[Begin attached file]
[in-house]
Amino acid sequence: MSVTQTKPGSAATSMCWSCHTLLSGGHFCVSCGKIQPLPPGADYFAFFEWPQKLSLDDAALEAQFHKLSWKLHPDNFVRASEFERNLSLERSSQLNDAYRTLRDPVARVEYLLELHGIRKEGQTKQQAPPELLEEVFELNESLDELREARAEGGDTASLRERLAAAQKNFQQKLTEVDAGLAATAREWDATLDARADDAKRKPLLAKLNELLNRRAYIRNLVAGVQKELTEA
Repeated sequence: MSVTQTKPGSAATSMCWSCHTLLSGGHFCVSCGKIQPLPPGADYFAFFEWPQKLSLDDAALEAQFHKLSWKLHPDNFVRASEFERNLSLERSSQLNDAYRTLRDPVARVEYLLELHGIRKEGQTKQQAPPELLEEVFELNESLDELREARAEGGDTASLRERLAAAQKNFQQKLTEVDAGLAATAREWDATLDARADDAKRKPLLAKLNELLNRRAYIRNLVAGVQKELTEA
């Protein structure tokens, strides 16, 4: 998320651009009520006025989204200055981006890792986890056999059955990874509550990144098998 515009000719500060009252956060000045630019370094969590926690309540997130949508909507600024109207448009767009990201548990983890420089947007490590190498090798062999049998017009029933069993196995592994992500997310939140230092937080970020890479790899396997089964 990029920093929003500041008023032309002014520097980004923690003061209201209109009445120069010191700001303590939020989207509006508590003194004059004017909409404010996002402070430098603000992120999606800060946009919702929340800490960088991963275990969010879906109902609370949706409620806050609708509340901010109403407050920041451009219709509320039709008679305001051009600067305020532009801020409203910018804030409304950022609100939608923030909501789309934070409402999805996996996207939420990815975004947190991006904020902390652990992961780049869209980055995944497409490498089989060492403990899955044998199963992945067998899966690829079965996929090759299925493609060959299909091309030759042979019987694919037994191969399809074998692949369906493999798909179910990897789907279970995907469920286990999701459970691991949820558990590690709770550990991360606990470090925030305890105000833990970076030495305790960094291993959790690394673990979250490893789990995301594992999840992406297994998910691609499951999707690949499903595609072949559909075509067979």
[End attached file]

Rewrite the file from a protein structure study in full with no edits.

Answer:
[in-house]
Amino acid sequence: MSVTQTKPGSAATSMCWSCHTLLSGGHFCVSCGKIQPLPPGADYFAFFEWPQKLSLDDAALEAQFHKLSWKLHPDNFVRASEFERNLSLERSSQLNDAYRTLRDPVARVEYLLELHGIRKEGQTKQQAPPELLEEVFELNESLDELREARAEGGDTASLRERLAAAQKNFQQKLTEVDAGLAATAREWDATLDARADDAKRKPLLAKLNELLNRRAYIRNLVAGVQKELTEA
Repeated sequence: MSVTQTKPGSAATSMCWSCHTLLSGGHFCVSCGKIQPLPPGADYFAFFEWPQKLSLDDAALEAQFHKLSWKLHPDNFVRASEFERNLSLERSSQLNDAYRTLRDPVARVEYLLELHGIRKEGQTKQQAPPELLEEVFELNESLDELREARAEGGDTASLRERLAAAQKNFQQKLTEVDAGLAATAREWDATLDARADDAKRKPLLAKLNELLNRRAYIRNLVAGVQKELTEA
């Protein structure tokens, strides 16, 4: 998320651009009520006025989204200055981006890792986890056999059955990874509550990144098998 515009000719500060009252956060000045630019370094969590926690309540997130949508909507600024109207448009767009990201548990983890420089947007490590190498090798062999049998017009029933069993196995592994992500997310939140230092937080970020890479790899396997089964 990029920093929003500041008023032309002014520097980004923690003061209201209109009445120069010191700001303590939020989207509006508590003194004059004017909409404010996002402070430098603000992120999606800060946009919702929340800490960088991963275990969010879906109902609370949706409620806050609708509340901010109403407050920041451009219709509320039709008679305001051009600067305020532009801020409203910018804030409304950022609100939608923030909501789309934070409402999805996996996207939420990815975004947190991006904020902390652990992961780049869209980055995944497409490498089989060492403990899955044998199963992945067998899966690829079965996929090759299925493609060959299909091309030759042979019987694919037994191969399809074998692949369906493999798909179910990897789907279970995907469920286990999701459970691991949820558990590690709770550990991360606990470090925030305890105000833990970076030495305790960094291993959790690394673990979250490893789990995301594992999840992406297994998910691609499951999707690949499903595609072949559909075509067979």